The Indiana governor's stock as Trump's possible running mate is believed to be on the rise, with New Jersey Gov. Chris Christie and former House Speaker Newt Gingrich also atop the list. Sources tell NPR the presumptive GOP presidential nominee is close to making a decision, which he's widely expected to announce by Friday.

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Track Cyclist's Admitting To Intentional Crash Won't Bring Investigation

Aug 3, 2012

If one thing is clear at these London Games, it's that not doing one's best is not only uncool — it's not allowed. Witness the badminton-to-worstminton scandal that erupted earlier this week, when players turned the tournament structure into a "farce" by attempting to lose in order to manipulate their seeds in the next round.

That sparked a scandal — and the players were tossed from the competition — leading our own Mike Pesca to write about how common such actions really are. As Mike wrote, "Manipulating the seeding or draws in tournaments has a long tradition in sport. And in the early rounds of track or swimming competitions, athletes who know they've qualified for later rounds will routinely not push to win a heat."

The issue of playing with the rules rose again Thursday, when British track cyclist Philip Hindes, a 19-year-old member of Great Britain's sprint team, said that his early crash — which gave a restart to his team, which then went on to win the gold medal — had not been an accident.

In that interview moments after the race, Hindes said it was part of a plan. According to the AP, he said that "if we have a bad start we need to crash to get a restart."

And the BBC reports:

"'I just crashed, I did it on purpose to get a restart, just to have the fastest ride,' said the 19-year-old afterwards."

"But British Cycling said Hindes had been misunderstood due to English not being his first language, and Olympic bosses said they would not investigate."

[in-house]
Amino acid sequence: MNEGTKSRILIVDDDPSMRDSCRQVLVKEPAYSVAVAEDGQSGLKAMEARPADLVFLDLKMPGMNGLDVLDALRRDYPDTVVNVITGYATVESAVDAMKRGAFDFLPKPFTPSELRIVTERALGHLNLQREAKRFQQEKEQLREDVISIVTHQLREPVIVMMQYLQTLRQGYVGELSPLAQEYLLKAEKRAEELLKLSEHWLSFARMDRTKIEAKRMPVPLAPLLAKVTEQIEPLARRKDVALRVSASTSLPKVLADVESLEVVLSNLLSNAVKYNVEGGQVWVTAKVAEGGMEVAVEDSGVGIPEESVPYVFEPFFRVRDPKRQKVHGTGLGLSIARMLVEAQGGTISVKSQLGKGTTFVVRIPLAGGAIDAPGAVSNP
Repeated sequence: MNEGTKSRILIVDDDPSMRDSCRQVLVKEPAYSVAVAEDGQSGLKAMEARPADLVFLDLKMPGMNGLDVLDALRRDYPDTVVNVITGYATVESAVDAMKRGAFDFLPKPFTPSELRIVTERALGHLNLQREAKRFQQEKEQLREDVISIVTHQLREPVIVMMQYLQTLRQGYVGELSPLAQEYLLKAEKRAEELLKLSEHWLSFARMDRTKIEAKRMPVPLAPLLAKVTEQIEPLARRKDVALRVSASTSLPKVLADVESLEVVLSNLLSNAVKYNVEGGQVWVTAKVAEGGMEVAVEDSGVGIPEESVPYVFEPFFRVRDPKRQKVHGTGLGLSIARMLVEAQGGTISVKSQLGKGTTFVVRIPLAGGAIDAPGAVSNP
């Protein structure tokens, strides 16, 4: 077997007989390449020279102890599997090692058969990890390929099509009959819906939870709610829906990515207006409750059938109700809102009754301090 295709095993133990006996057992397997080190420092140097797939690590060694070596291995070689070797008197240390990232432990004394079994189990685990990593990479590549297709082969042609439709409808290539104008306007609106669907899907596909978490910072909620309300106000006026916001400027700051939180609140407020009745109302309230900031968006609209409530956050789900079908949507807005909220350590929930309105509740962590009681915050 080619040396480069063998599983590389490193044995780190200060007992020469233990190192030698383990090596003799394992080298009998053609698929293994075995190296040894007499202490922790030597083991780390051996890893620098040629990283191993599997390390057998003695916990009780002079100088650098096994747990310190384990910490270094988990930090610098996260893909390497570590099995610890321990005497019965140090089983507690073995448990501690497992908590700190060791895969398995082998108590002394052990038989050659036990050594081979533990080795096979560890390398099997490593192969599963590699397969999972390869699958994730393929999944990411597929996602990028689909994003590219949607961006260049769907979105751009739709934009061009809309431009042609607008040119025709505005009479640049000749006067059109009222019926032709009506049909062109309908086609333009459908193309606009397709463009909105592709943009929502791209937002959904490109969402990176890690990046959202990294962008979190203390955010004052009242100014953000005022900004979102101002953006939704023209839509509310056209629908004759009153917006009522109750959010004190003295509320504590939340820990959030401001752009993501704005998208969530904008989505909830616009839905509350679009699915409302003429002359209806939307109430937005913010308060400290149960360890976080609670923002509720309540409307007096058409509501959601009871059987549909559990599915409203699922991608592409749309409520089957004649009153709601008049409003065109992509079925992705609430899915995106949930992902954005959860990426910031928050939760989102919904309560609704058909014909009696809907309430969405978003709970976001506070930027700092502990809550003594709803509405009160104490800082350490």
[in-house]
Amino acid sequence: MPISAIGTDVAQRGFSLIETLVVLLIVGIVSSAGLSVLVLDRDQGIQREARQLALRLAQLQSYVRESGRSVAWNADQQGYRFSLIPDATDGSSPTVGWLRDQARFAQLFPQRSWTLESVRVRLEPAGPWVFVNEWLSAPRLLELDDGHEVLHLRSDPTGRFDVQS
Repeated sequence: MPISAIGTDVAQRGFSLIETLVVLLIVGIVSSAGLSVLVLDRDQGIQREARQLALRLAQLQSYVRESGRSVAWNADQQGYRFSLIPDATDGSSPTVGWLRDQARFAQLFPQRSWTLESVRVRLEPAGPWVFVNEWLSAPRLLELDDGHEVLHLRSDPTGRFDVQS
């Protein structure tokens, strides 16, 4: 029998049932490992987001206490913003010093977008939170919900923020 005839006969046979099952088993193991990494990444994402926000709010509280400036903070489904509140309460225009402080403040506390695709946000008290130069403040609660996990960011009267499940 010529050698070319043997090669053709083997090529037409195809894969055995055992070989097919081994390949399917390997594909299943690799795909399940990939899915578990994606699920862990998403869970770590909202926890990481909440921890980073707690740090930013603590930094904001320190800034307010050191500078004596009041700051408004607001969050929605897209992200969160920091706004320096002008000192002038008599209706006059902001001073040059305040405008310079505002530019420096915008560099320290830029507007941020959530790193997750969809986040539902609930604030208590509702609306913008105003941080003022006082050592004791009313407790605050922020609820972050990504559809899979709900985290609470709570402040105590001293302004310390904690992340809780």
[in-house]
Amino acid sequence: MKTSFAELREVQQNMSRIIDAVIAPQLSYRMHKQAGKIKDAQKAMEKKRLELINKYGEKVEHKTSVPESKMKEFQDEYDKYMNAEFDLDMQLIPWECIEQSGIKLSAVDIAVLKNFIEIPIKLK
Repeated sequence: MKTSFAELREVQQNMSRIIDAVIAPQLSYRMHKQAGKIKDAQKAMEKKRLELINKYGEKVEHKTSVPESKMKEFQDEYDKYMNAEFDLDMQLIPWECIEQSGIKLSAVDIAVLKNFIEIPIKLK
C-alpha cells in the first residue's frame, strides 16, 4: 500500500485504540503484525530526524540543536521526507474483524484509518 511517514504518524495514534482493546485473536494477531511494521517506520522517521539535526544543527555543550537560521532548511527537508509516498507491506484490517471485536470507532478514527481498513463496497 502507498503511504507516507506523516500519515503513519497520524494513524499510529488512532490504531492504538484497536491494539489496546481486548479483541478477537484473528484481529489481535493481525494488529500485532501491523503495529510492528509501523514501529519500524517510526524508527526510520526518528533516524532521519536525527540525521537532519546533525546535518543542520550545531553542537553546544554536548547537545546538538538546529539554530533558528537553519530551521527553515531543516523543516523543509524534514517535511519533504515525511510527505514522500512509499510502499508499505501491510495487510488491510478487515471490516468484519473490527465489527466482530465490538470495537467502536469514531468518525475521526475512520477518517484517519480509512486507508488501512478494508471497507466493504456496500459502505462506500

"Teams are allowed a second start and Hindes appeared to say he intentionally crashed because the Great Britain team's start was not good enough."

Hindes, who was born in Germany, and his two teammates — Jason Kenny and British flagbearer Chris Hoy — went on to win the race, scalding the 250-meter track for three laps in a world-record time of 42.6 seconds.

Speaking at the formal news conference later, Hindes backed off his remarks, clarifying that his rear wheel had slipped out from under him, making him lose control of the bike.

International Olympics Committee officials have reportedly reviewed the race. They said Friday that they do not plan to investigate any further.

The second-place French team's coach did not seem pleased with the restart. But he also said that if the crash were intentional, the act could not be called cheating. And he noted that at the 2012 Games, the British team was "much stronger" than France's trio.

"I do think the rules need to be more precise so we don't find ourselves in an identical situation at another Olympic Games," said the coach, Florian Rousseau.

On a side note, earlier today, South Korea's Olympic delegation sent home its four badminton players who were part of the "Badminton Eight" — instead of allowing them to stay for the closing ceremony. And Korean media report that their coach will likely be investigated after the Summer Games.

Copyright 2013 NPR. To see more, visit http://www.npr.org/.